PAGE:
So, you have finally decided to move forward with growing a tomato garden, but there’s one tiny problem: the tomato seedling has leaves that are starting to turn yellow.
Is that good or bad? What causes the leaves to be yellow? How do you fix it?
While there are several reasons for a tomato seedling’s leaves to turn yellow, this seems to be a common scenario that can be resolved.
Fortunately, you may have caught the problem in time, if the rest of the plant appears to be in good overall health.
A tomato plant with yellowing leaves can usually be saved with just a few simple tweaks to your gardening technique.
Tomato Seedling Leaves Turning Yellow
Tomato seedling leaves turning yellow may be due to a lack of sufficient calcium and iron. Too little or too much watering, lack of sunlight, and diseases can also cause yellow leaves. However, yellow leaves are sometimes a normal part of development for tomato plants.
Nutrient Deficiencies Can Cause Leaves to Turn Yellow
Although tomatoes are one of the most popular crops to grow, they are very high maintenance. Tomato plants feed heavily on the nutrients in the soil, which can easily lead to deficiencies.
While lack of adequate nitrogen is the most likely culprit, especially if the entire leaf is turning yellow, newly sprouted leaves are more likely to be deprived of calcium and iron.
While you can usually resolve this issue by switching to high nitrogen fertilizer, you should conduct a test on a soil sample to determine exactly which nutrient, if any, that the soil is lacking.
Of course, more nitrogen won’t make a difference if the plant needs more iron.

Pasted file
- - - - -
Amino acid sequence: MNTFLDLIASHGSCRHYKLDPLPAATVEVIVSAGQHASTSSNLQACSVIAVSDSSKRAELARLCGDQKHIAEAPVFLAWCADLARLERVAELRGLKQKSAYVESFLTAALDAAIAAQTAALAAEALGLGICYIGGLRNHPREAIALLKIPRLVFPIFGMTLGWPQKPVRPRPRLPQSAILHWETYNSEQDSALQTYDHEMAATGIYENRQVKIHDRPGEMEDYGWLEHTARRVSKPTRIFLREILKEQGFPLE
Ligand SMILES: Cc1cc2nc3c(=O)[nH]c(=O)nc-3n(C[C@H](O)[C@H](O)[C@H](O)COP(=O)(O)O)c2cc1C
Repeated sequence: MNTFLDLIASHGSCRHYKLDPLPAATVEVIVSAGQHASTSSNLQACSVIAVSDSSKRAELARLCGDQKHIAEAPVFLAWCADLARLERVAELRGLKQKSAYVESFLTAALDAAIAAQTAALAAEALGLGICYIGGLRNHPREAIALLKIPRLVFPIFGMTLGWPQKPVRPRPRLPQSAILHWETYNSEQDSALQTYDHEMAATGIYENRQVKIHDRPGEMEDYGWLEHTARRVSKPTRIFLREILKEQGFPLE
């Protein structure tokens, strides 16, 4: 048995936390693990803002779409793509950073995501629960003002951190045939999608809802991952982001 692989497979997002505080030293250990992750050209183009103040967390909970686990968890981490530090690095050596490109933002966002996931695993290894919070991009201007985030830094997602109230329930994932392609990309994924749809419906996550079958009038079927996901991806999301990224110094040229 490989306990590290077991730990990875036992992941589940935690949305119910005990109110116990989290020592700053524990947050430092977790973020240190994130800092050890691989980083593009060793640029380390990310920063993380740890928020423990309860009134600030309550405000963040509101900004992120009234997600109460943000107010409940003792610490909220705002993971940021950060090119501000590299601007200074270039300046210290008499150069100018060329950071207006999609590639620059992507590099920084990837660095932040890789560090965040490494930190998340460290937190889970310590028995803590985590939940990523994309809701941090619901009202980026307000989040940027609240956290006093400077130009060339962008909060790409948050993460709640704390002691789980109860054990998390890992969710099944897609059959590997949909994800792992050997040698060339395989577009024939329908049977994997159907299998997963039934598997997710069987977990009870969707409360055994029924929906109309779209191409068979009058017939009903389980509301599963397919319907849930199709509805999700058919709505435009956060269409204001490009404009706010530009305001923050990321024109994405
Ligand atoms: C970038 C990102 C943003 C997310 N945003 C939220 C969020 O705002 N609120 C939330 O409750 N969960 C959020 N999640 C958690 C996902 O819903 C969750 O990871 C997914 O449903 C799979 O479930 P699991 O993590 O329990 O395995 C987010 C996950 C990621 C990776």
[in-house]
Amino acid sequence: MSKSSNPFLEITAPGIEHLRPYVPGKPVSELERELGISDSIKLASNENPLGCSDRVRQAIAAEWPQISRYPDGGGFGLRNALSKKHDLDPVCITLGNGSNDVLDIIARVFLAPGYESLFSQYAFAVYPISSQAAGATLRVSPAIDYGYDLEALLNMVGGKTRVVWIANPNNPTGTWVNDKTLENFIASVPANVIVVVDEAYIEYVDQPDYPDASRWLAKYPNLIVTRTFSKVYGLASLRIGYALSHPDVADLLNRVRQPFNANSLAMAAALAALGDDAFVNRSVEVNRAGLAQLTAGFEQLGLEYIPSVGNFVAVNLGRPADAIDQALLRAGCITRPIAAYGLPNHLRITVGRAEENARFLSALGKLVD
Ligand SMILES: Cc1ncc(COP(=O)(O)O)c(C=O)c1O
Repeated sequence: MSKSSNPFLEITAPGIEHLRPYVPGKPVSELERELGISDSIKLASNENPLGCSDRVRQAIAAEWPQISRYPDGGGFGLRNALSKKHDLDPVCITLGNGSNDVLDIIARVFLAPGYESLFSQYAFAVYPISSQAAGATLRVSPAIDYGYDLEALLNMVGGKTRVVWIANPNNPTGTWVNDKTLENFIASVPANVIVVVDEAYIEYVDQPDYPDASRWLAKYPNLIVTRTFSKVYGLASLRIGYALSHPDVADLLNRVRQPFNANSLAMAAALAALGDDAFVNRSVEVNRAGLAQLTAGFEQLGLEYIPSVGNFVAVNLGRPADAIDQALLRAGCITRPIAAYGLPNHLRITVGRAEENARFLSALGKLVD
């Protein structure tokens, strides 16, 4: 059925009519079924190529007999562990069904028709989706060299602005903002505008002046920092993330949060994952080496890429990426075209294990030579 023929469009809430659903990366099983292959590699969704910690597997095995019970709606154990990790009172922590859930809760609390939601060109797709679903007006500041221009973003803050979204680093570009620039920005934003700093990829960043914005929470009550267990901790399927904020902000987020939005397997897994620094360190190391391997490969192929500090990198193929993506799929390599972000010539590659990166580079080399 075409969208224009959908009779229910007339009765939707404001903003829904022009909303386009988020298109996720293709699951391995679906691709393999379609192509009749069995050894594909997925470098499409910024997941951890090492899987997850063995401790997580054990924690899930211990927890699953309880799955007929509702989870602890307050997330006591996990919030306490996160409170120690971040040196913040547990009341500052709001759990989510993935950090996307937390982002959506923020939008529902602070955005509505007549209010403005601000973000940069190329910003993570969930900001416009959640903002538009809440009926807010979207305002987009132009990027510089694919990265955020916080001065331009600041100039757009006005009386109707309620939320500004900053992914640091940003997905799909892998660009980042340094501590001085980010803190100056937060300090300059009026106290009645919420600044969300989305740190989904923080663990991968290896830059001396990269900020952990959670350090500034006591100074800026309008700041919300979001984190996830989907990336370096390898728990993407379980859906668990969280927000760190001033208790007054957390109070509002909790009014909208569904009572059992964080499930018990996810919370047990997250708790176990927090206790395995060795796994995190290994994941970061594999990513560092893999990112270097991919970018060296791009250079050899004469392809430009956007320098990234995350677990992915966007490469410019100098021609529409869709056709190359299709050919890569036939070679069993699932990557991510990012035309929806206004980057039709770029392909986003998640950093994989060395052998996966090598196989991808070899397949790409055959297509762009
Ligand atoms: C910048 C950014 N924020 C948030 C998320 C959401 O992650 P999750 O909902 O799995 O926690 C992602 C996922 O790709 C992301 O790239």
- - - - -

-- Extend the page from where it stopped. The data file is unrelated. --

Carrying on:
Too much or Too Little Watering Can Cause Yellow Leaves
Balance is a key factor when watering tomato plants, as overdoing or underdoing the watering will result in the plant showing signs of nutrient deficiencies, such as yellowing leaves.
While it may be tempting to go out in the garden with a watering can every day, this isn’t the best course of action when it comes to caring for tomato plants.
Tomato seedlings do fine with just an inch of water per week at the beginning of the season and two inches once they begin to produce fruit.
Tomato plants shouldn’t be watered more often than two times per week, but you should always strive for deep watering to allow your tomato plant the opportunity to absorb as many nutrients as possible.
Lack of Sunlight Can Cause Yellow Leaves
If only the underside of the leaves is turning yellow, or the yellowing is only affecting one side of the tomato plant, the cause may simply be a lack of sunlight.
Naturally, the side of the leaf that is facing the soil isn’t going to get as much sunlight as the top of the leaf. While there isn’t much you can do to resolve that situation, it isn’t anything that you need to worry about.
Now, if only one side of the entire tomato plant is turning yellow, you may need to begin rotating the pot, so that both sides of the tomato plant will have daily access to sunlight.
Diseases Can Cause Leaves to Turn Yellow